Editorial: Kids shouldn’t suffer for politics
Kids need homes.
A kid doesn’t necessarily need a smartphone or a new game system or a puppy, though those might all be on a wish list. But there are basics, like a roof and a door and clothes and food that are non-negotiable. There are things like love and support that are critical but hard to quantify.
All of that goes together in one simple item. Kids need homes.
And so it is tragic that three organizations are out of the business of finding homes for kids who need them. The Catholic Charities agencies of Greensburg, along with Erie and Philadelphia, say they have been forced to close adoption and foster care services due to a state anti-discrimination policy. The agencies don’t work with same-sex couples and the new policy specifically notes sexual orientation and gender identity as protected.
The dioceses sought religious exemption and were denied. They say the policy is hostile to faith-based groups.
The state stopped making referrals to the three agencies on July 1, 2018. That was after they did not sign the contracts with the new policy that follow a 2016 executive order from Gov. Tom Wolf. Instead, they substituted modified contracts that the state rejected. Another 78 agencies — 21 faith-based — did sign the contracts.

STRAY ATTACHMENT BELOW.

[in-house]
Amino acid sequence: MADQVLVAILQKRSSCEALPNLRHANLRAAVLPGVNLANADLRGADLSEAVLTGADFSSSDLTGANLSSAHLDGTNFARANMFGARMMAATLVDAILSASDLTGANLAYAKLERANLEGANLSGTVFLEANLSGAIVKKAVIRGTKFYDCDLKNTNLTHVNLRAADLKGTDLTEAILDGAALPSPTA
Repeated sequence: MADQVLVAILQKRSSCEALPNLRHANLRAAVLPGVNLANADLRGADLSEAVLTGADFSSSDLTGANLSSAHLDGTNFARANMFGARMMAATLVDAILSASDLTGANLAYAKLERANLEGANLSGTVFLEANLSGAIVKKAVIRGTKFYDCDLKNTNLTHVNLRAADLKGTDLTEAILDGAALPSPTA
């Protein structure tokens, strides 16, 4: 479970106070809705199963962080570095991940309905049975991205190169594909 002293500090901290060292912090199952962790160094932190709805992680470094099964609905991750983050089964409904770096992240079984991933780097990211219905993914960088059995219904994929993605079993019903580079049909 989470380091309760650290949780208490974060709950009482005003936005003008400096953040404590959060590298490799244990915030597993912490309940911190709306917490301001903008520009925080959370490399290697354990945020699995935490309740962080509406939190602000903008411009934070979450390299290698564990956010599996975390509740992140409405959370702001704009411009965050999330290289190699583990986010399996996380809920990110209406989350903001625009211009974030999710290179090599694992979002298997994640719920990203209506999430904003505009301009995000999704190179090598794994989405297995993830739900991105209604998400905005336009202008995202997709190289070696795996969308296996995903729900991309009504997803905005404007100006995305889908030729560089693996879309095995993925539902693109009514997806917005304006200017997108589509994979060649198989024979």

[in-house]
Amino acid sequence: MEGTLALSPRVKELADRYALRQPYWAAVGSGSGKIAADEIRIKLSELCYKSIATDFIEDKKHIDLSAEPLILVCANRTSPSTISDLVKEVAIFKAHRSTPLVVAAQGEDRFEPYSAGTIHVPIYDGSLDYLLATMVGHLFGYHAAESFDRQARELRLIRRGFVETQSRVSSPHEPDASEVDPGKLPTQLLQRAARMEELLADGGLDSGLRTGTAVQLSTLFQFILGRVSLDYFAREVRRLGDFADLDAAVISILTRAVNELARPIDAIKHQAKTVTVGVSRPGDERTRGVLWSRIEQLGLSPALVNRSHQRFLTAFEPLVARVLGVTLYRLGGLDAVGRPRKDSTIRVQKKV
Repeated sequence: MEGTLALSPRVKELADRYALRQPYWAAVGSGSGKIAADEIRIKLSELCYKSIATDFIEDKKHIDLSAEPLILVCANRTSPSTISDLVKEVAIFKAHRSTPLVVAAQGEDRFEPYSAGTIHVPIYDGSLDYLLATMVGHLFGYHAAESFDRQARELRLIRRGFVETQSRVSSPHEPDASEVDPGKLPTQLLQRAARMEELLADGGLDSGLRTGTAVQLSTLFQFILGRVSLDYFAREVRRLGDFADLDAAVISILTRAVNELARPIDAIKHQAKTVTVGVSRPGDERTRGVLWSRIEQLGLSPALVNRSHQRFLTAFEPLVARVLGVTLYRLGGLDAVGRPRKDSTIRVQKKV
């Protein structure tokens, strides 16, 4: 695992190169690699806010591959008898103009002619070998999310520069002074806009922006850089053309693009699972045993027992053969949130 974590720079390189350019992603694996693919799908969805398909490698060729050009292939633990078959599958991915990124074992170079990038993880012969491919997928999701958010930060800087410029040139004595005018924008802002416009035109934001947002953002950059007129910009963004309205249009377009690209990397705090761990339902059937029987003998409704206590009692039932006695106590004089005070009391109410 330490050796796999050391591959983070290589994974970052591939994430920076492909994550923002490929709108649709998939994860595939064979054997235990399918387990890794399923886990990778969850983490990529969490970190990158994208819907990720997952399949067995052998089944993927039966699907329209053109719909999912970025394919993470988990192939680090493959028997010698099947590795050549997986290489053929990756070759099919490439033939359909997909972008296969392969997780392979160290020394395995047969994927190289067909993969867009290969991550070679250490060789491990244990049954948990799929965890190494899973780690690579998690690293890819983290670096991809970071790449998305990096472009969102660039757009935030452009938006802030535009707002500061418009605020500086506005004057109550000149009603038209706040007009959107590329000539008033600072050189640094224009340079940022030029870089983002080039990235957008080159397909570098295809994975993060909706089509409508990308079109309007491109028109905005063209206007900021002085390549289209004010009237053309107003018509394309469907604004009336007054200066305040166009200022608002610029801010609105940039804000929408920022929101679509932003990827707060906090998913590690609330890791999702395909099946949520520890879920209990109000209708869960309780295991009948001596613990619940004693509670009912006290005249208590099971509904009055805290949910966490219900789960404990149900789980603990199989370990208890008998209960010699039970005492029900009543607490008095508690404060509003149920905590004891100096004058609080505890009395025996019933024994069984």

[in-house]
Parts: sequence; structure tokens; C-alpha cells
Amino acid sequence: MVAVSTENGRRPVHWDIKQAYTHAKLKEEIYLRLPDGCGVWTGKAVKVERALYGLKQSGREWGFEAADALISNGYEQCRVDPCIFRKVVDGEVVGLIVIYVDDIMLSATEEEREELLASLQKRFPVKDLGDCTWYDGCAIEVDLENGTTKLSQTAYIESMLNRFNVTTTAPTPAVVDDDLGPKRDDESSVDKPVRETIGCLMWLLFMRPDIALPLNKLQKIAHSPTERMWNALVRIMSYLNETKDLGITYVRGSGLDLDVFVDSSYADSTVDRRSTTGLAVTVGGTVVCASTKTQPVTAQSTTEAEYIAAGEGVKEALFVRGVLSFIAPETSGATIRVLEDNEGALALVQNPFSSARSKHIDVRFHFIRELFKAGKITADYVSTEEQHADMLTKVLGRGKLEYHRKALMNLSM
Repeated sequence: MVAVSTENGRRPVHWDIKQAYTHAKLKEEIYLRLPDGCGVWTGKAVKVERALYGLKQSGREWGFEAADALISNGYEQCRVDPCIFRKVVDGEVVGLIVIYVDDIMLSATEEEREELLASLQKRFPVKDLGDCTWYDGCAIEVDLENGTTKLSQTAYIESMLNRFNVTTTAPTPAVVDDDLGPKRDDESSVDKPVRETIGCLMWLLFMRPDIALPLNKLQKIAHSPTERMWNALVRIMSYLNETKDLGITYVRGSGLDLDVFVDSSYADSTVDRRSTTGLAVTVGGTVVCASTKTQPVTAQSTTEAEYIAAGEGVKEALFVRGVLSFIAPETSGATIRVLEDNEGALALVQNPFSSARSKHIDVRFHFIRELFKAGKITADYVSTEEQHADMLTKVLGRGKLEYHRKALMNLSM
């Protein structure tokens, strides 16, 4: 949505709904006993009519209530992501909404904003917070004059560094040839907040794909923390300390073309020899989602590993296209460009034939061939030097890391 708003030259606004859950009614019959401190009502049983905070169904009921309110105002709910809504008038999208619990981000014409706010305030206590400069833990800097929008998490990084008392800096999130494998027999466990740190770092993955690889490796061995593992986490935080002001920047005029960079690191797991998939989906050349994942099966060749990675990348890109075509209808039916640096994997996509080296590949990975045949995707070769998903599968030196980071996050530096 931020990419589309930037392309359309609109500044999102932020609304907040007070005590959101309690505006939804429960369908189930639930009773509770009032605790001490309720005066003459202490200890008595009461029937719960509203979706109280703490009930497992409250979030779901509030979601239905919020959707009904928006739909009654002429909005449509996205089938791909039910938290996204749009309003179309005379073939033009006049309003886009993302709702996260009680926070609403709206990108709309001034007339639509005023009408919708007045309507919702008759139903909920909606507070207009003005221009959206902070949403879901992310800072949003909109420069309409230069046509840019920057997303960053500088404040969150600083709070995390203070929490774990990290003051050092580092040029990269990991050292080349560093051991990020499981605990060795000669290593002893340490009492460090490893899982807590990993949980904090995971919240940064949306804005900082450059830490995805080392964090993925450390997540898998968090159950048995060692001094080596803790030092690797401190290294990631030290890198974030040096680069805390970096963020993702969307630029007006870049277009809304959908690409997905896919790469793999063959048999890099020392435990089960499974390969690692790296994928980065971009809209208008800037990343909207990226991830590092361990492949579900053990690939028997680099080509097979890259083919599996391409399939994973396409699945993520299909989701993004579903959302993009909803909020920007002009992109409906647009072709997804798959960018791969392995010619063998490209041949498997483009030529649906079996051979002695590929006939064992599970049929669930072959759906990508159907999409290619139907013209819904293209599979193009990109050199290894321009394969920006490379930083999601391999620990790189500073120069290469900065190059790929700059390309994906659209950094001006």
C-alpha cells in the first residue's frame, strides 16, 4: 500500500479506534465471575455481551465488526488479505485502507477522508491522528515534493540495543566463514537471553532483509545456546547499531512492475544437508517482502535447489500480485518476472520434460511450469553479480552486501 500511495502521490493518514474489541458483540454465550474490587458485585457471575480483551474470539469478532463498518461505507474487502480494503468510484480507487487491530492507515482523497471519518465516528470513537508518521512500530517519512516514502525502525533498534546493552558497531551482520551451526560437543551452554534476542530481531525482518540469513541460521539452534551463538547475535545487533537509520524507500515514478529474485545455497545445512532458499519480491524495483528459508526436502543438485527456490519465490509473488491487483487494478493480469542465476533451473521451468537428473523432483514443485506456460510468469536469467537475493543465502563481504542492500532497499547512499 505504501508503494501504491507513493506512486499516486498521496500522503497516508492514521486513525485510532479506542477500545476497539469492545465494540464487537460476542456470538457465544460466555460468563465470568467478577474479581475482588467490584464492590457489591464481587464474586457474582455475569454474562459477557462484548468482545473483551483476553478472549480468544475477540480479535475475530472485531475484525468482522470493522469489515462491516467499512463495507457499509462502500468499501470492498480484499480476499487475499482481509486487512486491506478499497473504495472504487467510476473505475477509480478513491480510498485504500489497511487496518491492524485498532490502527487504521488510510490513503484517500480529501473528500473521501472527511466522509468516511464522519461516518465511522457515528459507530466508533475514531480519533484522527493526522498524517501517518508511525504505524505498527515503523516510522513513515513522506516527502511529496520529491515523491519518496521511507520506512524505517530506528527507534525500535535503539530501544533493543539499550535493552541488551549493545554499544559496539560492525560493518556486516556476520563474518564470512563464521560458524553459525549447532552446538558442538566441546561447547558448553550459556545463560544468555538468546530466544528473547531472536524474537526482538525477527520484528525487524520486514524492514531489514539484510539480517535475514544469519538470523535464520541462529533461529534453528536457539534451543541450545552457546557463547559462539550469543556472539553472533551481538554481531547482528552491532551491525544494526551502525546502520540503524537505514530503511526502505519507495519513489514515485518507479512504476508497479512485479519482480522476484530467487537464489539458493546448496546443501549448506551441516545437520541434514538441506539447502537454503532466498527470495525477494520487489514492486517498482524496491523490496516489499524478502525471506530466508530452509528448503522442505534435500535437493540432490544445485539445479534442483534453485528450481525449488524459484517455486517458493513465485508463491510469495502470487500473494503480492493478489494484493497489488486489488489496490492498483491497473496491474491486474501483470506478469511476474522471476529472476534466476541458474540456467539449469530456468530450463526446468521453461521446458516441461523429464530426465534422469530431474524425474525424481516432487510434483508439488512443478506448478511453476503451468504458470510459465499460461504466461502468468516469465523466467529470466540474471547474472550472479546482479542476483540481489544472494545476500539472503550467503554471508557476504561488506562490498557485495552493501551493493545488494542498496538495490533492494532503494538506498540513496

We should not demand that churches change their religious beliefs. They aren’t wrong to argue that they shouldn’t have to bend when they have a First Amendment right not to do so.
But other Catholic providers did sign, including Catholic Charities in Harrisburg. They are finding a way to thread the needle of their faith while stitching together new families. Why can’t that happen for families served by the Greensburg diocese in Allegheny and Westmoreland counties?
Maybe it all points to an outdated model from a time before state agencies protected children. Maybe it is unfair to everyone including the churches to expect them to do the Lord’s work by the state’s rules.
But there has to be a way to keep an agency that has helped build 167 families in the state and 158 outside it in just four years, and countless before that.
The rights of adopting parents can’t be compromised and the rights of the church can’t be compromised. Regardless of who is adopting and who is — or isn’t — facilitating, there remains one reality that has to be prioritized.
Kids need homes. So whether it’s the state or the church or another agency that steps forward, the kids can’t get lost in the politics.